Current literature shows that teamwork disruptions, communication errors, cultural and hierarchical barriers lead to safety deficiencies in the operating rooms [50, 51, 52, 53]. Furthermore, a systematic review of the literature from 2012 with 28 included studies showed a strong correlation between teamwork failure and technical errors during surgery [54]. A control instrument was required. Several tools have been developed to evaluate teamwork in operating theaters based on direct observation or video analysis [50, 55, 56, 57, 58, 59, 60, 61, 62, 63]. In a current systematic review of 2121 searched references and 14 studies included, two assessment tools were identified to measure effectively the nontechnical skills of the surgical team in the operating theater: The Observational Teamwork Assessment for Surgery (OTAS) and Operating Theater Team Non-Technical Skills Assessment Tool (NOTECHS) [47]. The criticism of both tools is that they rely on the questionable assumption that the team performance equals the sum of performances of the team members [47]. The Observational Teamwork Assessment for Surgery was introduced in 2009 by Sevdalis [55] and validated in 2010 by Hull [56]. OTAS consists of 15 items with a 7-point scale and assesses teamwork-related task checklists and teamwork-related behaviors [55]. The validity and reliability of the NOTECHS tool was demonstrated in live operating theater environments in 2009 by Mishra [57]. The tool was restructured and improved in 2014 by Robertson [57]. The new NOTECHS II tool offers a higher level of precision and a higher measuring sensitivity [58]. Another systematic review of iterature from 2015 with 25 studies included concluded that the Nontechnical Skills for Surgeons (NOTSS) assessment was the tool with the highest level of validity, reliability, and acceptability [64]. The NOTSS assesses situation awareness, decision-making, communication, teamwork, and leadership in a 4-point numeric scale system [65, 66]. A systematic review of literature from 2013 indicated that safety checklists are beneficial for teamwork and communication in the operating theater [67]. This may be one mechanism through which patient outcomes are improved [67]. The results of another systematic review and meta-analysis from 2014 with 19 included studies found that surgical safety checklists improve teamwork and communication, reduce morbidity and mortality [68].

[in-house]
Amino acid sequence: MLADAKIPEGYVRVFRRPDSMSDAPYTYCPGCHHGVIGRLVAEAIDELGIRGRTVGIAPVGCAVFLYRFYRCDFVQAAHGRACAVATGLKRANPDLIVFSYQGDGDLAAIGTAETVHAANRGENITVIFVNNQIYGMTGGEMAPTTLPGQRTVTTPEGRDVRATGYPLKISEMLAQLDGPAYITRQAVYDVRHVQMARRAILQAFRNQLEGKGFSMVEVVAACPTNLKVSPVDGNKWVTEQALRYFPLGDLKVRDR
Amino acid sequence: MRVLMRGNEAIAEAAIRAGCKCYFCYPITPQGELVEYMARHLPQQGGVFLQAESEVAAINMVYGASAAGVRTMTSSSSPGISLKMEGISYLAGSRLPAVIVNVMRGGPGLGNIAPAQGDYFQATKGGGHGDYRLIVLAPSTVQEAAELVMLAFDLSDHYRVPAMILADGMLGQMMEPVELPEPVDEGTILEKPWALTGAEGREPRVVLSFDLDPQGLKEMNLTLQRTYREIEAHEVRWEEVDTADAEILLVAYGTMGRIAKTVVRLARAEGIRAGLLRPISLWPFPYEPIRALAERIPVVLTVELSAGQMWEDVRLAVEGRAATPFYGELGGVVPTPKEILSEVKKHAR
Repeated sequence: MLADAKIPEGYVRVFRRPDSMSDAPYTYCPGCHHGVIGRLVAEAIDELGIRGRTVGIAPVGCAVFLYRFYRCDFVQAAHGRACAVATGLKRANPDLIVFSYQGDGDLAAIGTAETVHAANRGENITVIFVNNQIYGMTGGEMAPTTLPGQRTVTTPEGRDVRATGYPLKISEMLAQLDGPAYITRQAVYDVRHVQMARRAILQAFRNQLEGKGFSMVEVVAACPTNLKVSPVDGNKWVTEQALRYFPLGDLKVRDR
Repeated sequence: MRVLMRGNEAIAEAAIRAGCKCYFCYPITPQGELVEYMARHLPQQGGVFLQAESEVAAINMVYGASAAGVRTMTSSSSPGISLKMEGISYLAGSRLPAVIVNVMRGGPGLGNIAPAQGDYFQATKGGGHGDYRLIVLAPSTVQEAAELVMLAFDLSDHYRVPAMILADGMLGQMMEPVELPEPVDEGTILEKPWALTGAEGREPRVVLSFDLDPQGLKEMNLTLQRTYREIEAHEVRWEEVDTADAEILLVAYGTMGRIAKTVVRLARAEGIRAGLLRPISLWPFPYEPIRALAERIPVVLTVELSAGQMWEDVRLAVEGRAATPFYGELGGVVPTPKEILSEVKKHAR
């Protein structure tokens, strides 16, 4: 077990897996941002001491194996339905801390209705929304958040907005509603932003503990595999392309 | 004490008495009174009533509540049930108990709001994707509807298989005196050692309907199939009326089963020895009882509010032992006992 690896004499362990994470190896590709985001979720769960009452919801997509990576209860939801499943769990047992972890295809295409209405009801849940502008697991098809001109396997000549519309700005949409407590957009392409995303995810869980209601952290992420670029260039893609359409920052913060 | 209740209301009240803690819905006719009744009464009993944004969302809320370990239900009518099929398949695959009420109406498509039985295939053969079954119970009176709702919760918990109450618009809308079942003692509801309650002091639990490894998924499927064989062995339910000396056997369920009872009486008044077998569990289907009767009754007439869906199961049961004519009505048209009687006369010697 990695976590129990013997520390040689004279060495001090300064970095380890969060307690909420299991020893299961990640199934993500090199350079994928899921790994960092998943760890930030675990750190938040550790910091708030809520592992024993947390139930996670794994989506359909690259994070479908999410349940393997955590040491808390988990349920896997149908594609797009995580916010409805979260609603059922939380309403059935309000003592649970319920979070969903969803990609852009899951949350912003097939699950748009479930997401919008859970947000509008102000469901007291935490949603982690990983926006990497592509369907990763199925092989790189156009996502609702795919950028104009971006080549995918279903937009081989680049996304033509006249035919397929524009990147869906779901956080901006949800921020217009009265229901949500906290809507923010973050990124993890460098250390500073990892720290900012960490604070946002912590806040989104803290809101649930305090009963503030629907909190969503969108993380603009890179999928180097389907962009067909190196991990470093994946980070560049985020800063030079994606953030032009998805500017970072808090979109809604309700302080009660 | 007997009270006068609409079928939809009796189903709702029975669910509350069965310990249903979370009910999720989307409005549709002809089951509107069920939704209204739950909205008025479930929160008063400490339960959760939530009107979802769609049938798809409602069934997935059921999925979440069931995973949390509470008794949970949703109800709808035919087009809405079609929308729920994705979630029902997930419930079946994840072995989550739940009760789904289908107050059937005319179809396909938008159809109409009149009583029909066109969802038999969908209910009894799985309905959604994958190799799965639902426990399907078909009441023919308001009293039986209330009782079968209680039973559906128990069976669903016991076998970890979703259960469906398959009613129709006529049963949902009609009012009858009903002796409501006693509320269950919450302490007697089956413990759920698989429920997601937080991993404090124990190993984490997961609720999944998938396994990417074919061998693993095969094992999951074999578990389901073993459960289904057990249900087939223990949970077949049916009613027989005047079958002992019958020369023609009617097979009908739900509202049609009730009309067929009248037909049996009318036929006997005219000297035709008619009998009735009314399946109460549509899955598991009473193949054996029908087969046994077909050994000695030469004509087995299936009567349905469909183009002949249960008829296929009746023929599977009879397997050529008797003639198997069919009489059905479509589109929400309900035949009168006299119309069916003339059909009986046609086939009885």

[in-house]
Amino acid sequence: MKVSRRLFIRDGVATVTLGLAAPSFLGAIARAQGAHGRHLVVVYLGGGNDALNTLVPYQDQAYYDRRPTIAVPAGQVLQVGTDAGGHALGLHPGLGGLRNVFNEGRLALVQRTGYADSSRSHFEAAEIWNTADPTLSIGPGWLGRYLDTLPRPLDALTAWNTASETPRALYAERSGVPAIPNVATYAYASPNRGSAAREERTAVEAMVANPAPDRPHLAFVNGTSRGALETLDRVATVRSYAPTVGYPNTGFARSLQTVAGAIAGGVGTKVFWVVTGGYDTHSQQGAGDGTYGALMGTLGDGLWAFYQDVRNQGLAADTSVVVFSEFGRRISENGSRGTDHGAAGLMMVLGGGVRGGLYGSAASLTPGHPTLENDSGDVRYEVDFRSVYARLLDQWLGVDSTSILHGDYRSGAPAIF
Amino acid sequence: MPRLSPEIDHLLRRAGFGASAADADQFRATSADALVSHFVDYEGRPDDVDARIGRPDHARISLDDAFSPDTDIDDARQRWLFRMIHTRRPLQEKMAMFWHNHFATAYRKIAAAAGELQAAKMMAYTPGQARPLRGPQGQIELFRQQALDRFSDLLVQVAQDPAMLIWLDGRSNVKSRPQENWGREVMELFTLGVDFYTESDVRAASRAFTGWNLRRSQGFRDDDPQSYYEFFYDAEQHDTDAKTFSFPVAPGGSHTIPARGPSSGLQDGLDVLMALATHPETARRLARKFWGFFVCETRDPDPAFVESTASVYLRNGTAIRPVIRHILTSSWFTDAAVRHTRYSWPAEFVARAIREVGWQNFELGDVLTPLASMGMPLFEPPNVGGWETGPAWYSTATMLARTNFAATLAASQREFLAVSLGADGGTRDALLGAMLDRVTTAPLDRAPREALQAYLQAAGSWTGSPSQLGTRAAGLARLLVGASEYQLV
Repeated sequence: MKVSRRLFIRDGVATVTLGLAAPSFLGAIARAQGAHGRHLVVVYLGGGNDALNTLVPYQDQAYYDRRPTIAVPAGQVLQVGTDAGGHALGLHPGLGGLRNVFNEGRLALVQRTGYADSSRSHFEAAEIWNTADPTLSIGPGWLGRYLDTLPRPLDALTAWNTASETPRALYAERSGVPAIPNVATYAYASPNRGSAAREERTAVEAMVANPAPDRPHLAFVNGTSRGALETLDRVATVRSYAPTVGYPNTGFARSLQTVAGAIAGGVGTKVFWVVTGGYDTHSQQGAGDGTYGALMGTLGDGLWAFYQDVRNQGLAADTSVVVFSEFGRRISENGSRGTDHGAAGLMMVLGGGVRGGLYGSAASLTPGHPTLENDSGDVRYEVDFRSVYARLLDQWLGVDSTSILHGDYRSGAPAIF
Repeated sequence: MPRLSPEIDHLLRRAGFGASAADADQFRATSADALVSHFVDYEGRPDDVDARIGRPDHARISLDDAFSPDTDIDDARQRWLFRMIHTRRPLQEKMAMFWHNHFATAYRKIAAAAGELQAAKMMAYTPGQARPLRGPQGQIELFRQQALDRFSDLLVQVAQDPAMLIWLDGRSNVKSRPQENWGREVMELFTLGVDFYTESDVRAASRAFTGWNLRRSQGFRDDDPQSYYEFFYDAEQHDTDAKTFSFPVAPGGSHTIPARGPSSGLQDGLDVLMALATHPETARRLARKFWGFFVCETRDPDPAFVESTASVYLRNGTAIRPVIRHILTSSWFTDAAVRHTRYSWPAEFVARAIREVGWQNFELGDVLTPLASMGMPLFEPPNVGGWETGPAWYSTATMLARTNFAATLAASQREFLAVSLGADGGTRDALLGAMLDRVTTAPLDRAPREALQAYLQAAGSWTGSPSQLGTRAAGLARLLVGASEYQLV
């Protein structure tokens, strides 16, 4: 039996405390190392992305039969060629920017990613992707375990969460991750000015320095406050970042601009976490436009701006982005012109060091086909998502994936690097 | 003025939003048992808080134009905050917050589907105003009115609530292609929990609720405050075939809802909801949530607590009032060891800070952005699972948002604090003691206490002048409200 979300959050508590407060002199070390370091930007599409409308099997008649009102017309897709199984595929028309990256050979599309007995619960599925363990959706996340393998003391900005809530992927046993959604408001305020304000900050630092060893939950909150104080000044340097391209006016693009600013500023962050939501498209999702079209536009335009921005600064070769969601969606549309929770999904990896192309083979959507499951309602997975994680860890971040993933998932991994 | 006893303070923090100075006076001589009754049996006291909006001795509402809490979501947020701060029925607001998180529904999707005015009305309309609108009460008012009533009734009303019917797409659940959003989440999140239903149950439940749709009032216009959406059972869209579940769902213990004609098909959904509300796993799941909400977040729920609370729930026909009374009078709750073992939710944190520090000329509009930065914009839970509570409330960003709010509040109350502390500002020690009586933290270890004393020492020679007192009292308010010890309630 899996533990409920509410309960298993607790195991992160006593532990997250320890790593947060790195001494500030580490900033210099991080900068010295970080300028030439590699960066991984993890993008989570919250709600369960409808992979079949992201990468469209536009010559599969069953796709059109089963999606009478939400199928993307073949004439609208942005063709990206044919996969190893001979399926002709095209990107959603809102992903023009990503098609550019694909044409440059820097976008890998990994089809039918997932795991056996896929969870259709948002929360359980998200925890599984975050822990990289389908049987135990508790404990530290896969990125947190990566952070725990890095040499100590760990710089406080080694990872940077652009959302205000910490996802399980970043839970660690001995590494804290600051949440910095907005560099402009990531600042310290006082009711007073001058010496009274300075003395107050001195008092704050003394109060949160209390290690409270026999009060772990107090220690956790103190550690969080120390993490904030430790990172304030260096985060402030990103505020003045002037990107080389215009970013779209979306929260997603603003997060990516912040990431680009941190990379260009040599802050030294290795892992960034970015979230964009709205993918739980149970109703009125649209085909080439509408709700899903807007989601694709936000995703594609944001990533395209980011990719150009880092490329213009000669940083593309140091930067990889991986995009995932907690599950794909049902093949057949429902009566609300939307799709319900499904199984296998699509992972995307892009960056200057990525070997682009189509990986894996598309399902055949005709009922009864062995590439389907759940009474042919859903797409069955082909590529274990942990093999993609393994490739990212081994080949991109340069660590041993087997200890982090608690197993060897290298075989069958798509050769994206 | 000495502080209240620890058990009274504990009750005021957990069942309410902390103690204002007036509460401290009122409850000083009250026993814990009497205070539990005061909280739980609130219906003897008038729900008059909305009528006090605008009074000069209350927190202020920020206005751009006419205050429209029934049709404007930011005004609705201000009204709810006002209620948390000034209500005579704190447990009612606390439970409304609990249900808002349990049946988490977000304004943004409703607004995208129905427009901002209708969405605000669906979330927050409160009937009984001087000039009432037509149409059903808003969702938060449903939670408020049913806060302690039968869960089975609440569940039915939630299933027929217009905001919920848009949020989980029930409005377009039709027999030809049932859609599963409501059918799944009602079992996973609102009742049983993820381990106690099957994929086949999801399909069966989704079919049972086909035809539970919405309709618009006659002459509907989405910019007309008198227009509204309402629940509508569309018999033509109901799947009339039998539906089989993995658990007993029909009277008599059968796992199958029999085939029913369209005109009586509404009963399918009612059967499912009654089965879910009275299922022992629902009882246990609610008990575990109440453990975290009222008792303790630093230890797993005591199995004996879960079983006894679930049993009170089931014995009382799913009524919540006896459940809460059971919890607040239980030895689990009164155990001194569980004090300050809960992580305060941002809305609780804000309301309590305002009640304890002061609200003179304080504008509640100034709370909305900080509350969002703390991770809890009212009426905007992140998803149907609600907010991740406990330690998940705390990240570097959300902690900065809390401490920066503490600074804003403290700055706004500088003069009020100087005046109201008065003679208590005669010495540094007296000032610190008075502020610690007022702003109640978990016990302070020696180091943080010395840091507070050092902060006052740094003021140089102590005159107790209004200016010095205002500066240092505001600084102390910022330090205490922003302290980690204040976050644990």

7.2 Measuring tools for the surgical ward team